November 30, 2021 - Lake Urmia

Lake Urmia

The hypersaline Lake Urmia, which sits in arid northwestern Iran, was once the second-largest saltwater lake in the Middle East. Farmland thrived along its banks, people fished and gathered fish in the salty waters, and the lake was a popular tourist destination. Beginning by the 1970s, the lake began to shrink remarkably quickly, thanks to the impact of a complex mix of factors, including drought, rising temperatures, increasing water use for agriculture, and damming of tributaries. By 2013 the once-massive lake, with a surface area of about 6,100 square km (2,355 sq mi) had shrunk so much that the surface area had been reported as only 500 square kilometers (193 square miles).

In recent years, Iran’s government has made a dedicated effort to restore water to Lake Urmia. By April of 2021, the cost of the restoration efforts were estimated at about $1 billion U.S. dollars. Nature has cooperated to some extent, with torrential rains in 2018 and 2019 helping to replenish the dwindling waters. Increasing rains and increasing water levels have begun to make improvements in the environment—so much so that large numbers of flamingos were reported for the first time in many years in the summer of 2021. Despite improvements, Lake Urmia’s health has not yet recovered, and continued efforts are necessary to continue improvements.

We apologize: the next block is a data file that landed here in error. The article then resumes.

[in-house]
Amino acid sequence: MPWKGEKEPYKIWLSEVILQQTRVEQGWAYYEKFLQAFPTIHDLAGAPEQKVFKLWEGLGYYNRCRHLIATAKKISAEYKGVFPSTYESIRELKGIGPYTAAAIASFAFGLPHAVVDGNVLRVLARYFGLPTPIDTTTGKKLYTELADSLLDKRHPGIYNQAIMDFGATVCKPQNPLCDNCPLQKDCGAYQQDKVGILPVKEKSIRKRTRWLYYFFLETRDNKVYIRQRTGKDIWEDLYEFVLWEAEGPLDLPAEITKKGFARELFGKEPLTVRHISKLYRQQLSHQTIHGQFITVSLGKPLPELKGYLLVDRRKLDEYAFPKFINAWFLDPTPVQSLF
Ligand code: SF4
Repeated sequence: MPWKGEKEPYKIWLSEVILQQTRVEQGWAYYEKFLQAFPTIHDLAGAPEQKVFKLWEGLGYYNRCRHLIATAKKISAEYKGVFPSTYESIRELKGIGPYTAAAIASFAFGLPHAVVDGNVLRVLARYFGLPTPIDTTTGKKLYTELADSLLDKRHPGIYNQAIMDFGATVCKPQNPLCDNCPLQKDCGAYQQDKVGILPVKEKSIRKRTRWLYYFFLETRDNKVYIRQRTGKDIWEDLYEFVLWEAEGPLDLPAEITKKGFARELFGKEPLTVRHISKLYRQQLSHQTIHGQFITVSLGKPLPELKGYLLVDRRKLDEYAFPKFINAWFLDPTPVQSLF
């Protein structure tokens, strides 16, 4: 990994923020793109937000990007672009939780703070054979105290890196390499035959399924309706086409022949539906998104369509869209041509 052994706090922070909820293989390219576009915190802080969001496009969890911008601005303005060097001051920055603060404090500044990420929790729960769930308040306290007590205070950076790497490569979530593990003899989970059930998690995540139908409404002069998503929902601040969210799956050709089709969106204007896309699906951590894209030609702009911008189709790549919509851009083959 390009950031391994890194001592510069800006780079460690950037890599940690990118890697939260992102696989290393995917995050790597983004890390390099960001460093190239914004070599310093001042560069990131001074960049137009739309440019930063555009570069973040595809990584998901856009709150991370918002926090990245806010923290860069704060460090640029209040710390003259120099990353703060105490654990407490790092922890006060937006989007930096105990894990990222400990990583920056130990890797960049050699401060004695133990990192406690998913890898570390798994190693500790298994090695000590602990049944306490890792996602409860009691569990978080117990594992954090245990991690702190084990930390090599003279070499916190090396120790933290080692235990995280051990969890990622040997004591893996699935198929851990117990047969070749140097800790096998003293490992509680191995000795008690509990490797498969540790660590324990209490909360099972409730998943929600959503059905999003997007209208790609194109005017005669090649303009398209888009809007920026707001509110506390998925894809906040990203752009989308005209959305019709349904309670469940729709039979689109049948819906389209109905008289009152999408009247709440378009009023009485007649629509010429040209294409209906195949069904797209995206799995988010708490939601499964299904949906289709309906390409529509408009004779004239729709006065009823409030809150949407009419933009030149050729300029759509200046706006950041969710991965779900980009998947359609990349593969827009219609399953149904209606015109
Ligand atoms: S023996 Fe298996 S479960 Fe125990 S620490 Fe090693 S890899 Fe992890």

On November 23, 2021, the Moderate Resolution Imaging Spectroradiometer (MODIS) on board NASA’s Aqua satellite acquired this true-color image of Lake Urmia. A broad band of pink-tinted minerals wraps all the way around the greenish waters while pale areas in the interior suggest very shallow water. These features suggest a wetland in process of drying up, although substantial water remains.

A single MODIS image gives an excellent view of this lake at one moment in time. Thanks to the NASA Worldview app, it’s easy to compare MODIS images taken on different days to see changes over time. On June 3, Lake Urmia was filled with red-tinted water (stained by bacteria or algae growth) with only a small edge of salt. The comparison, which can be viewed by clicking here, shows Lake Urmia is once again suffering from significant evaporation.

The NASA Worldview app provides a satellite's perspective of the planet as it looks today and as it has in the past through daily satellite images. Worldview is part of NASA’s Earth Observing System Data and Information System. EOSDIS makes the agency's large repository of data accessible and freely available to the public.

Image Facts
Satellite: Aqua
Date Acquired: 11/23/2021
Resolutions: 1km (61.2 KB), 500m (148.6 KB), 250m (308.1 KB)
Bands Used: 1,4,3
Image Credit: MODIS Land Rapid Response Team, NASA GSFC